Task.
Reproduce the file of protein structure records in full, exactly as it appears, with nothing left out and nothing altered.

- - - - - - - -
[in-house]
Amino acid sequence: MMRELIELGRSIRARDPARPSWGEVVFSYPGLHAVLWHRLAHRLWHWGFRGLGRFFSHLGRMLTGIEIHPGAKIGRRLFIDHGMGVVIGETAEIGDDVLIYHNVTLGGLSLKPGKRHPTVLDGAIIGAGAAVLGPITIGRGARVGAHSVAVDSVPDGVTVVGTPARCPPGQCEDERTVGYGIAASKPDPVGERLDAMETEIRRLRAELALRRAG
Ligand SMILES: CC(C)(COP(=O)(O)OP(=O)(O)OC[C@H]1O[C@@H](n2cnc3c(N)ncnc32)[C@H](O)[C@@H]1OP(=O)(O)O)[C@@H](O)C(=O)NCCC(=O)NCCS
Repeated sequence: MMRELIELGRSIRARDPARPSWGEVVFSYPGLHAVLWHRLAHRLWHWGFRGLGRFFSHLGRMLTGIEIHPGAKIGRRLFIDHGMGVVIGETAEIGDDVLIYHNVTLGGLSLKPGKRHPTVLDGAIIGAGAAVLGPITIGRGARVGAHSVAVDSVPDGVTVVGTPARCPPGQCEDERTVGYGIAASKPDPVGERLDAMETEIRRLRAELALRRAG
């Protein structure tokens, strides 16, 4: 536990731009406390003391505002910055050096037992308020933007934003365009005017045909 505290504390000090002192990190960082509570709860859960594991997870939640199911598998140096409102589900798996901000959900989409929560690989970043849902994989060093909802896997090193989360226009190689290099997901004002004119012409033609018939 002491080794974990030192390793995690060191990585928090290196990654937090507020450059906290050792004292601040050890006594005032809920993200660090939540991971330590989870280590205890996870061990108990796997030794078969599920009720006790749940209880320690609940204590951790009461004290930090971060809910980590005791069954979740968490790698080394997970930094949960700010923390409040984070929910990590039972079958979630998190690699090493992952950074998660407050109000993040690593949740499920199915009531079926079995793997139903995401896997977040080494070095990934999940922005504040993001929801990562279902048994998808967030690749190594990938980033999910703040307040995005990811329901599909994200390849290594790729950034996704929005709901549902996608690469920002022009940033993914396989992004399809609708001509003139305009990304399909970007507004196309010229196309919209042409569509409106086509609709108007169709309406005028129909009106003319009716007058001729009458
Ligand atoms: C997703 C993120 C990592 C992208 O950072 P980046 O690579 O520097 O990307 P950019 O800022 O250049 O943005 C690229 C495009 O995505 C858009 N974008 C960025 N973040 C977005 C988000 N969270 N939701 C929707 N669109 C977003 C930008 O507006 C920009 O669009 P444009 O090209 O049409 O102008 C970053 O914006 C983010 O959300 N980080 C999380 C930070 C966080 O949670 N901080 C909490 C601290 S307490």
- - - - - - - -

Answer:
[in-house]
Amino acid sequence: MMRELIELGRSIRARDPARPSWGEVVFSYPGLHAVLWHRLAHRLWHWGFRGLGRFFSHLGRMLTGIEIHPGAKIGRRLFIDHGMGVVIGETAEIGDDVLIYHNVTLGGLSLKPGKRHPTVLDGAIIGAGAAVLGPITIGRGARVGAHSVAVDSVPDGVTVVGTPARCPPGQCEDERTVGYGIAASKPDPVGERLDAMETEIRRLRAELALRRAG
Ligand SMILES: CC(C)(COP(=O)(O)OP(=O)(O)OC[C@H]1O[C@@H](n2cnc3c(N)ncnc32)[C@H](O)[C@@H]1OP(=O)(O)O)[C@@H](O)C(=O)NCCC(=O)NCCS
Repeated sequence: MMRELIELGRSIRARDPARPSWGEVVFSYPGLHAVLWHRLAHRLWHWGFRGLGRFFSHLGRMLTGIEIHPGAKIGRRLFIDHGMGVVIGETAEIGDDVLIYHNVTLGGLSLKPGKRHPTVLDGAIIGAGAAVLGPITIGRGARVGAHSVAVDSVPDGVTVVGTPARCPPGQCEDERTVGYGIAASKPDPVGERLDAMETEIRRLRAELALRRAG
């Protein structure tokens, strides 16, 4: 536990731009406390003391505002910055050096037992308020933007934003365009005017045909 505290504390000090002192990190960082509570709860859960594991997870939640199911598998140096409102589900798996901000959900989409929560690989970043849902994989060093909802896997090193989360226009190689290099997901004002004119012409033609018939 002491080794974990030192390793995690060191990585928090290196990654937090507020450059906290050792004292601040050890006594005032809920993200660090939540991971330590989870280590205890996870061990108990796997030794078969599920009720006790749940209880320690609940204590951790009461004290930090971060809910980590005791069954979740968490790698080394997970930094949960700010923390409040984070929910990590039972079958979630998190690699090493992952950074998660407050109000993040690593949740499920199915009531079926079995793997139903995401896997977040080494070095990934999940922005504040993001929801990562279902048994998808967030690749190594990938980033999910703040307040995005990811329901599909994200390849290594790729950034996704929005709901549902996608690469920002022009940033993914396989992004399809609708001509003139305009990304399909970007507004196309010229196309919209042409569509409106086509609709108007169709309406005028129909009106003319009716007058001729009458
Ligand atoms: C997703 C993120 C990592 C992208 O950072 P980046 O690579 O520097 O990307 P950019 O800022 O250049 O943005 C690229 C495009 O995505 C858009 N974008 C960025 N973040 C977005 C988000 N969270 N939701 C929707 N669109 C977003 C930008 O507006 C920009 O669009 P444009 O090209 O049409 O102008 C970053 O914006 C983010 O959300 N980080 C999380 C930070 C966080 O949670 N901080 C909490 C601290 S307490």